If the information age has taught us anything, it has taught us that managing security risks in an enterprise is, and must be, a priority. A security breach can happen anytime and come from any direction. Best practice states that preventing a security problem by proactively managing the risk is preferable to actively reacting to a security breach when it happens. But proactively managing the multitude of security signals produced within an enterprise is just not that simple. IT administrators need some solid tools.
Microsoft is trying to do its part by offering new proactive security capabilities and features to Office 365. These new tools are designed to work proactively by taking advantage of machine learning and the intelligent cloud.
On February 10, 2017, Microsoft announced several new security features for Office 365. The new features will help admins manage risk and includes:
- Office 365 Secure Score—A new security analytics tool that applies a score to Office 365 customers’ current Office 365 security configuration.
- Office 365 Threat Intelligence Private Preview—Service that leverages billions of data points from the Microsoft Intelligent Security Graph to provide actionable insights to the global threat landscape and help customers stay ahead of cyber threats. Office 365 Threat Intelligence is now in private preview, with general availability planned for later this quarter.
- Office 365 Advanced Data Governance Preview—Applies machine learning to help customers find and retain the data that’s most important to them while eliminating redundant, obsolete, and trivial data that could cause risk if compromised. Office 365 Advanced Data Governance is now in preview, with general availability planned for later this quarter.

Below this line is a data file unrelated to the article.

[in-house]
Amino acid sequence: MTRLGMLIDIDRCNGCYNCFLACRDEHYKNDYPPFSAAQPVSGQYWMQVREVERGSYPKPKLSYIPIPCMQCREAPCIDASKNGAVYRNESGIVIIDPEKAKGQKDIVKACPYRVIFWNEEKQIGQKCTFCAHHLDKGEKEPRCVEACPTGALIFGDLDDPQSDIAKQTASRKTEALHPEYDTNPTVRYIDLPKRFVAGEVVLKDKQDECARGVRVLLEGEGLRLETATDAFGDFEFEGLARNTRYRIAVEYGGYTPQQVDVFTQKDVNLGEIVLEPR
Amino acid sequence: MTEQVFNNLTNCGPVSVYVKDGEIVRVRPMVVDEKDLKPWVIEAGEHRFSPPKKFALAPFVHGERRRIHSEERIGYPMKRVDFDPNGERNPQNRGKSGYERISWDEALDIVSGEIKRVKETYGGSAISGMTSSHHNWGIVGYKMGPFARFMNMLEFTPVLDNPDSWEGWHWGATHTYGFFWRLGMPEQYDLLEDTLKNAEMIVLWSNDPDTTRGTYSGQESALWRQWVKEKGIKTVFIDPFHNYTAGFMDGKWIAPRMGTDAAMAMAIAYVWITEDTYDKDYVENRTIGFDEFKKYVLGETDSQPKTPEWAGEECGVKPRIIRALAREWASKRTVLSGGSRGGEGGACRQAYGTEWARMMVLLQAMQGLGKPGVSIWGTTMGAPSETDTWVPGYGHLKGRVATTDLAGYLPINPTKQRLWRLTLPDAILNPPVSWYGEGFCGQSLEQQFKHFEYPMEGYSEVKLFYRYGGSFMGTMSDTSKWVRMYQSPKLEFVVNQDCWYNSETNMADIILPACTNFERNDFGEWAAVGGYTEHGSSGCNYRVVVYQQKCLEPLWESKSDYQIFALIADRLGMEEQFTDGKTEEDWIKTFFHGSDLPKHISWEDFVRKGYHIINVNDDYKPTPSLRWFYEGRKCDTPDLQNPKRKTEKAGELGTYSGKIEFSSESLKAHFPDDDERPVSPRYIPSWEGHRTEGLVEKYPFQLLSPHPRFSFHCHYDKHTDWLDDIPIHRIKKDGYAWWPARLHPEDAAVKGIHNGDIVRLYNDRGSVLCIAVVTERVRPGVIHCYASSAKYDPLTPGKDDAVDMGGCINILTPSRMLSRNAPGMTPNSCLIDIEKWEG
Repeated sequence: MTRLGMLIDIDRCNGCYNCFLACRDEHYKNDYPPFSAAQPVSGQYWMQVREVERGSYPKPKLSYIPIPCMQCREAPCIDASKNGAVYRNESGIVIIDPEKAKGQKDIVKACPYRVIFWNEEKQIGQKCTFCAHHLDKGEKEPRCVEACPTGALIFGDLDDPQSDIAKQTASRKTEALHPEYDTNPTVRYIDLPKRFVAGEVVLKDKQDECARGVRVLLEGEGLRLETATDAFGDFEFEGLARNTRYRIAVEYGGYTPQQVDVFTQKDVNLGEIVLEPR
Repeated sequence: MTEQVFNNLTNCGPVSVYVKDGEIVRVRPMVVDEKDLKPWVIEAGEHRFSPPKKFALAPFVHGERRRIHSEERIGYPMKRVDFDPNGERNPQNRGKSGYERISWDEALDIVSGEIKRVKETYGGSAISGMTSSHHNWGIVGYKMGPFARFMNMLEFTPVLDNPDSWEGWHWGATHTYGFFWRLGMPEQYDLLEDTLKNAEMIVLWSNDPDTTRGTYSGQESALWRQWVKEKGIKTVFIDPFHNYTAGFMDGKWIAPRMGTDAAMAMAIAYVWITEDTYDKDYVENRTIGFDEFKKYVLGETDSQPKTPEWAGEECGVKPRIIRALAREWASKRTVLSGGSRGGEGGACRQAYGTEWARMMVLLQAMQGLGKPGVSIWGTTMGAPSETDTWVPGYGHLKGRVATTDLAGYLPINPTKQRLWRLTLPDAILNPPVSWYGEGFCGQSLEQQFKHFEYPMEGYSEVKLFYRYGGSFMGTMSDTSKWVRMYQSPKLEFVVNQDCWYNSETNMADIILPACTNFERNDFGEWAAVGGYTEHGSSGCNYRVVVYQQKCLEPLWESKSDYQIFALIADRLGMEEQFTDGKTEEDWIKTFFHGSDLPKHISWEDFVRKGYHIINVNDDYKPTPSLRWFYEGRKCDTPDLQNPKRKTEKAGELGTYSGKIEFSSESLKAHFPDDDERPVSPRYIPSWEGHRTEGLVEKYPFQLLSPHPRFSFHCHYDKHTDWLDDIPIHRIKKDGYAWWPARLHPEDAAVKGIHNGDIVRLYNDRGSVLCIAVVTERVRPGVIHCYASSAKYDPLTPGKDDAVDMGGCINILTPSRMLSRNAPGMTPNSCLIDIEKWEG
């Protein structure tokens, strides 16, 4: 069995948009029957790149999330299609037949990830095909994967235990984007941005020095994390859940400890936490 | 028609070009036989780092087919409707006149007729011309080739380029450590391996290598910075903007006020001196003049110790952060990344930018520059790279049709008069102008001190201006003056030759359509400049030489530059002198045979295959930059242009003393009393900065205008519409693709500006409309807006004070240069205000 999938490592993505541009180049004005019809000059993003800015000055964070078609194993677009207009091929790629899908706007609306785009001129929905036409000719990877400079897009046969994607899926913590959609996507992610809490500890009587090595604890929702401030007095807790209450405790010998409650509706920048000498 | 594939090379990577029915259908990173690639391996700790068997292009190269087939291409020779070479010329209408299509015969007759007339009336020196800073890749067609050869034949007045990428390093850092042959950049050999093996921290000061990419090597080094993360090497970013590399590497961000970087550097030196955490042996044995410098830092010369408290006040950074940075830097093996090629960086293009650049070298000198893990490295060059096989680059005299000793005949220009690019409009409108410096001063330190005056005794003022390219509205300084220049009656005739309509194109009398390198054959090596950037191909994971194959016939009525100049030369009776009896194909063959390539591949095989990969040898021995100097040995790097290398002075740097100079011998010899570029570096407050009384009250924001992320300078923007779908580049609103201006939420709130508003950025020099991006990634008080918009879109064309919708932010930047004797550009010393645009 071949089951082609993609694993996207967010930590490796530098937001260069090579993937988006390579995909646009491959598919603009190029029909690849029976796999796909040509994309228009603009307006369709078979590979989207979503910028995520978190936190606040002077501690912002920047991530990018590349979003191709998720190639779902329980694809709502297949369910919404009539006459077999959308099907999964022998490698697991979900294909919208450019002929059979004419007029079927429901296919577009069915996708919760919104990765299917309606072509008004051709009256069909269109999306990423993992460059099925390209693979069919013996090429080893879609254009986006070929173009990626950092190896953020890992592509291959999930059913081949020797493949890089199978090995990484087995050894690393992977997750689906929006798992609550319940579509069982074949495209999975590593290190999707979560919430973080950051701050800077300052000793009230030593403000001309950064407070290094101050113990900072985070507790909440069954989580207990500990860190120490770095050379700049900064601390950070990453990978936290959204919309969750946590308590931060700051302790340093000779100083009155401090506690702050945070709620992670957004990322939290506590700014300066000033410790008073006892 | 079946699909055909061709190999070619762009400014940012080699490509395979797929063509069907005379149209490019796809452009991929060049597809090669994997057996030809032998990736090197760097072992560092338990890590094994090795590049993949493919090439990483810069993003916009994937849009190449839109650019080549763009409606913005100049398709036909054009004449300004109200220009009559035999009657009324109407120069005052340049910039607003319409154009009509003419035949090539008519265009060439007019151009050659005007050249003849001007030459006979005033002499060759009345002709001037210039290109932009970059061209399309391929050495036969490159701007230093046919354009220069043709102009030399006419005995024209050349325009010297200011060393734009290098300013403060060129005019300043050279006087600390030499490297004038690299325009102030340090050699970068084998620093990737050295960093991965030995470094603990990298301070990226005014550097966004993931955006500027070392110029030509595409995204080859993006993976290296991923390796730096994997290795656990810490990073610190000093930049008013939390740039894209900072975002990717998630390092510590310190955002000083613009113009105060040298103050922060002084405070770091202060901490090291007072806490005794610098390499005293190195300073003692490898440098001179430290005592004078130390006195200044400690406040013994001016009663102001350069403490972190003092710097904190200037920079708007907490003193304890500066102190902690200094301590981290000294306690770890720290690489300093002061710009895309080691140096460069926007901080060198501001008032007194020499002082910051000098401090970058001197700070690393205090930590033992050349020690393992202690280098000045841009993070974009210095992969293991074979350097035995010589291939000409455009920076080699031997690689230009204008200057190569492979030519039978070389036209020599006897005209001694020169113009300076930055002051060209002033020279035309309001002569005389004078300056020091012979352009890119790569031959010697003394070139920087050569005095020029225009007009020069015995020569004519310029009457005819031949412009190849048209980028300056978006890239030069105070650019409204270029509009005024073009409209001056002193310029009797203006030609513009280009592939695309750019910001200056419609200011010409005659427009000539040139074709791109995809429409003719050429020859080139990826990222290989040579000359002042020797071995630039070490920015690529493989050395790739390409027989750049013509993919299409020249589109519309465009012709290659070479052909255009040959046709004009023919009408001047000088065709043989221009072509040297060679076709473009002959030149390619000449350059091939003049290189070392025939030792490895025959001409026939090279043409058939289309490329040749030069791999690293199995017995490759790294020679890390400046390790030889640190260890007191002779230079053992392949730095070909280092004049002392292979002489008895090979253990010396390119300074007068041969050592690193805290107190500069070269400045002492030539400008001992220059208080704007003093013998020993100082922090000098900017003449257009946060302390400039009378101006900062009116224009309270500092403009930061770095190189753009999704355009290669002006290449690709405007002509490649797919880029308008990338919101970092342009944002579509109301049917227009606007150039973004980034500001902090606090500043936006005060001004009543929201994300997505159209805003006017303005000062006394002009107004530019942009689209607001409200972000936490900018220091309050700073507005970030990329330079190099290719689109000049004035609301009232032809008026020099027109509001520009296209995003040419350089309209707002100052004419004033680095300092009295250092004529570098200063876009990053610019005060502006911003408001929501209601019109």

As a subscriber to Office 365, I decided to check my Secure Score by visiting securescore.office.com and logging in. Since I am the only person using Office 365 under my account, and I have never strayed beyond the default configuration, I anticipated a low score. However, I did not expect to see such a dismal score of 17 out of a potential 273. Obviously, I have some work to do.
But the more interesting data point on the Secure Score dashboard was the revelation that the average score of all Office 365 installations was only 20 out of 273. Such a low average is more than a little bit disturbing. Is it any wonder enterprises are battling security breaches on such a regular basis—they (and yours truly) are operating with the doors and windows unlocked and opened.
Every enterprise, big or small, is susceptible to security breaches. It is just part of the “business as usual” landscape. But IT professionals and admins can take proactive steps to manage and mitigate the risk. There are security management tools available in Microsoft Office 365, but for the most part, they are seemingly being ignored.
This needs to change. If your enterprise uses Office 365, have your admin check your Secure Score at securescore.office.com. If your score is too low, which it likely is, take a look at the Office 365 security measures that the dashboard suggests you activate. Some are as simple as checking a box or moving a slider. You could save yourself and your organization some serious headaches in the future.
What is your Secure Score? Is your enterprise as protected as it should be? Share your thoughts and opinions with your peers at TechRepublic in the discussion thread below.